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Americans want to see their favorite brands in movies, research finds

Barbie, Nike, and Pop-Tarts are just some of the brands starring in films this year.
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Barbie/Warner Bros. Pictures via YouTube

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Barbie pink is the hot shade this summer. Greta Gerwig’s movie adaptation of the iconic doll is set to be released this summer, and Barbie-maker Mattel has already told investors it expects a boost in sales.

A line of toys tied to the movie is in the works, executives have said during earnings calls.

It’s one of several brands getting the Hollywood treatment this year: Flamin’ Hot Cheetos, Nike, and Pop-Tarts are also taking on main-character status in films throughout 2023.

Brand involvement varies. While Mattel is involved with Barbie, Air director and actor Ben Affleck told The Hollywood Reporter he “did not have a conversation with Nike” about the movie, which tells the story of how the company pursued Michael Jordan in the ’80s. However involved with a movie a brand may be, it does raise the question: At what point does a movie about a brand become something of…a commercial?

Turns out, people still want to see movies about them regardless, according to a survey commissioned by Marketing Brew: 60% of Americans said they were “more interested in seeing movies that depict their favorite brands in some way,” according to Harris Poll, which surveyed more than 2,000 US adults. Nearly 60% said their opinion of a brand wouldn’t change if it was “involved in the production of a movie depicting them.”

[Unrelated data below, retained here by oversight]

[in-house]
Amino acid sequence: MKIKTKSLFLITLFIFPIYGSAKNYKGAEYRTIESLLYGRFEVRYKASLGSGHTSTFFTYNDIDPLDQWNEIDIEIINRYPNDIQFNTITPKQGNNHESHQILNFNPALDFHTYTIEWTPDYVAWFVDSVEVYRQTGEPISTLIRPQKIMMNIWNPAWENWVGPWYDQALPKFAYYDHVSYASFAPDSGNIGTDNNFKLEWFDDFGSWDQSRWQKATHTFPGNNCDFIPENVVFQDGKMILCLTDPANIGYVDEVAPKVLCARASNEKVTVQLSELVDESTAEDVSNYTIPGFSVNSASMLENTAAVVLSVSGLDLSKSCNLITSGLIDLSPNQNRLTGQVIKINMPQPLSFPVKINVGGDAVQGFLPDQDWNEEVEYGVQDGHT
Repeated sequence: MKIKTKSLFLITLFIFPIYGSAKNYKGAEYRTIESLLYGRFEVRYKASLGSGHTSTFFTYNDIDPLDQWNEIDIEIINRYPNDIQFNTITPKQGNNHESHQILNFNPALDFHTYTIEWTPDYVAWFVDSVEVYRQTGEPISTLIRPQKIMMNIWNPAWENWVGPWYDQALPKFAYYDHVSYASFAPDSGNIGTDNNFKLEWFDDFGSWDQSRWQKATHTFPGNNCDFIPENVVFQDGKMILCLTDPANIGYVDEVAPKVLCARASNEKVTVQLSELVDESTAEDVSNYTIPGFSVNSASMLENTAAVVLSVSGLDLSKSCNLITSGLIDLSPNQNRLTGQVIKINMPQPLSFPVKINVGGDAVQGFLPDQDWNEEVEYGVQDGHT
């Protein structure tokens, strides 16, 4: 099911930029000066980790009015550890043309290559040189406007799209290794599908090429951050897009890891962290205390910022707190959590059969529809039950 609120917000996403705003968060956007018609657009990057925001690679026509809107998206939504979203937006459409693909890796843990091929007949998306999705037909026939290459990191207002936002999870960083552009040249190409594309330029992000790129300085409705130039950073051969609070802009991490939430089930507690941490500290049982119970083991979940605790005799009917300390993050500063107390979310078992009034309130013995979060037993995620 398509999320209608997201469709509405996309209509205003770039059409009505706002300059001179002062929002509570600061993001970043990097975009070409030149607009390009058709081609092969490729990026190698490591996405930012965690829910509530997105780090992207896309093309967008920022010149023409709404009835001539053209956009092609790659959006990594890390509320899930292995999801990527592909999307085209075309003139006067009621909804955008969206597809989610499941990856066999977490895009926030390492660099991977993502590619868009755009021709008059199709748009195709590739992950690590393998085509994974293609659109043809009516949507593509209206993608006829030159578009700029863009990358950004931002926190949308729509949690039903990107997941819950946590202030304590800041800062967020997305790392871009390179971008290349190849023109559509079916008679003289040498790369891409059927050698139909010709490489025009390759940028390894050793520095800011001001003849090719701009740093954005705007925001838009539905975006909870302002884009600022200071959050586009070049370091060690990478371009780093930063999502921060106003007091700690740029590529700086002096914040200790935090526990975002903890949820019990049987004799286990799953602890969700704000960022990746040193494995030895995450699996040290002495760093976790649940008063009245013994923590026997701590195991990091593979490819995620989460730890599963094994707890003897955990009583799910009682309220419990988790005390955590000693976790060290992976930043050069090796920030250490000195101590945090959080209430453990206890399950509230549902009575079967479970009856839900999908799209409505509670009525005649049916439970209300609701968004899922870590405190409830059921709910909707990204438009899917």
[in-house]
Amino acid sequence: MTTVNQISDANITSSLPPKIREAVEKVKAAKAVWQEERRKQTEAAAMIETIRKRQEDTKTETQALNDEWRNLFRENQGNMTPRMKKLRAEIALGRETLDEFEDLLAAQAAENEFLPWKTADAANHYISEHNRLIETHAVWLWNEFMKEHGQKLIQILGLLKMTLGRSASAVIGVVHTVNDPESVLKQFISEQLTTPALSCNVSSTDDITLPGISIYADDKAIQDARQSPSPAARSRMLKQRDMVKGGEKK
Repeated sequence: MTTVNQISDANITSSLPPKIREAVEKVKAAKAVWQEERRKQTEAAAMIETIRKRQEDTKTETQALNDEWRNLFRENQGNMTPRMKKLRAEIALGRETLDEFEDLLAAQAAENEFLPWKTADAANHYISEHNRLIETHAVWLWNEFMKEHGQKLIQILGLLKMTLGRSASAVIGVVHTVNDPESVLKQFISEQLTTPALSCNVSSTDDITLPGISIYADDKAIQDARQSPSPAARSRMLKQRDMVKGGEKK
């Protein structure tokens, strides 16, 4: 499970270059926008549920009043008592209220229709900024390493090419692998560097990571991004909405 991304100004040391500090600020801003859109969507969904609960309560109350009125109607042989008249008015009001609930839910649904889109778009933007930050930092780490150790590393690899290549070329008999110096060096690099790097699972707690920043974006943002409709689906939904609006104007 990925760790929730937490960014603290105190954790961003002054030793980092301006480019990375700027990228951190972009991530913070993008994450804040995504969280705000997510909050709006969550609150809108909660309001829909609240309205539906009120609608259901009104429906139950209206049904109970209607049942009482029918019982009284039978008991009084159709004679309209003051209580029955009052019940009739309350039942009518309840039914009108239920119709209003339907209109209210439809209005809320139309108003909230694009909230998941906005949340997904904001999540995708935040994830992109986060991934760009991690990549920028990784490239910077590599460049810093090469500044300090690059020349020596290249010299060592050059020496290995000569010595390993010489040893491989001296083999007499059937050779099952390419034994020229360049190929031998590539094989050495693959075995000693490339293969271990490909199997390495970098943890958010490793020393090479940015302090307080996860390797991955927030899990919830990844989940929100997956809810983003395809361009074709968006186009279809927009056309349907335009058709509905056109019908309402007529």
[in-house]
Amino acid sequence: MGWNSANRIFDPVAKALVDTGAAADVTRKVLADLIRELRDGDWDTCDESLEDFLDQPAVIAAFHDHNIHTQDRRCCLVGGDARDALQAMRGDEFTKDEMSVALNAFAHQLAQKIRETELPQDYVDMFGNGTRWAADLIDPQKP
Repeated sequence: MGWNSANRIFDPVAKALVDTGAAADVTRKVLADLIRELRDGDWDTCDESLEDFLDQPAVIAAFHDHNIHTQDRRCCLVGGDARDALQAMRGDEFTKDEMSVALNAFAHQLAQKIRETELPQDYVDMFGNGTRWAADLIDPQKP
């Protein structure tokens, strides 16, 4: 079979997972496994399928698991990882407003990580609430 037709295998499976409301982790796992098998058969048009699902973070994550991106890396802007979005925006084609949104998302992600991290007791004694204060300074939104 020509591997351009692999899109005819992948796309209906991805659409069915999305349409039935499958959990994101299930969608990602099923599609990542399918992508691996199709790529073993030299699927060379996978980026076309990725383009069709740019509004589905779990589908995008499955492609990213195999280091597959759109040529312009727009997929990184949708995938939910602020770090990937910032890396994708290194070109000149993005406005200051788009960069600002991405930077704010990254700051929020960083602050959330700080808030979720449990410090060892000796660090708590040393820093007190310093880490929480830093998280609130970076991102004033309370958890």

But it should be tasteful: Over half of respondents said they worried that too much brand involvement could make films feel “like commercials instead of stories,” with a little less than half saying it “would lead to poorer-quality storylines.”

Test case: Among those who saw Air, 67% said it felt “less like a movie” and “more like an advertisement for Nike,” despite Affleck’s claim to the contrary. FWIW, only half of respondents familiar with the movie, which came out in April, “found it believable that Nike had no involvement in the film’s creation.”

However, Nike probably isn’t too worried either way. Nearly nine in 10 respondents who saw Air said they were more interested in purchasing something from Nike after seeing it.

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